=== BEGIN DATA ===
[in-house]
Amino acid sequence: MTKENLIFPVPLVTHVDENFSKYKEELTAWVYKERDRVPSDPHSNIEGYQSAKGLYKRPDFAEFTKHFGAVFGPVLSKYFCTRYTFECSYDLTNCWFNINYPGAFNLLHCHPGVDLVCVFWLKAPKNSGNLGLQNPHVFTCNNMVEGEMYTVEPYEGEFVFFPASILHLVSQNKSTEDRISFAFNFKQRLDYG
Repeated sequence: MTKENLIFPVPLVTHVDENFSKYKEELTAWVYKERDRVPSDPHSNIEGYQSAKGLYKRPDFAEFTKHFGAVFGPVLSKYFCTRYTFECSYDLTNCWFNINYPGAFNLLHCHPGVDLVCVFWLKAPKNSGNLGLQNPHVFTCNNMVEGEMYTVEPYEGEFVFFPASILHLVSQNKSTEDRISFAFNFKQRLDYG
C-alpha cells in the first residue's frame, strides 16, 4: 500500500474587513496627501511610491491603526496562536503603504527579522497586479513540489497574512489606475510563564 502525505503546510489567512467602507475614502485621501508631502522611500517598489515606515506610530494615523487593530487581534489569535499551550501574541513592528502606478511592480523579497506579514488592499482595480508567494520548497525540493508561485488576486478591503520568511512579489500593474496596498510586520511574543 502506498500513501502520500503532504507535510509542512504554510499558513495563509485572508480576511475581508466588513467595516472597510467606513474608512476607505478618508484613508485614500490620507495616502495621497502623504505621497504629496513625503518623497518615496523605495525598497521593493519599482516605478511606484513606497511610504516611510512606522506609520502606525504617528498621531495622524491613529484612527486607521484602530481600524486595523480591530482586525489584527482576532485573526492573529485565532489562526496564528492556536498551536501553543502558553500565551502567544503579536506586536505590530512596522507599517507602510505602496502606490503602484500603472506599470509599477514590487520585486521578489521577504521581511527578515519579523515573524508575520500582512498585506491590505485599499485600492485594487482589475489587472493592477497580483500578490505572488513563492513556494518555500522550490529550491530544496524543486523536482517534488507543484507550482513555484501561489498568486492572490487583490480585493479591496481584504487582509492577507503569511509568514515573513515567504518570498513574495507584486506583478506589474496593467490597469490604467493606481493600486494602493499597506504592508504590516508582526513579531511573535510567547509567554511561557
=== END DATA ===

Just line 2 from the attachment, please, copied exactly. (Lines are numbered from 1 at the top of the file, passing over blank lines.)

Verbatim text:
Amino acid sequence: MTKENLIFPVPLVTHVDENFSKYKEELTAWVYKERDRVPSDPHSNIEGYQSAKGLYKRPDFAEFTKHFGAVFGPVLSKYFCTRYTFECSYDLTNCWFNINYPGAFNLLHCHPGVDLVCVFWLKAPKNSGNLGLQNPHVFTCNNMVEGEMYTVEPYEGEFVFFPASILHLVSQNKSTEDRISFAFNFKQRLDYG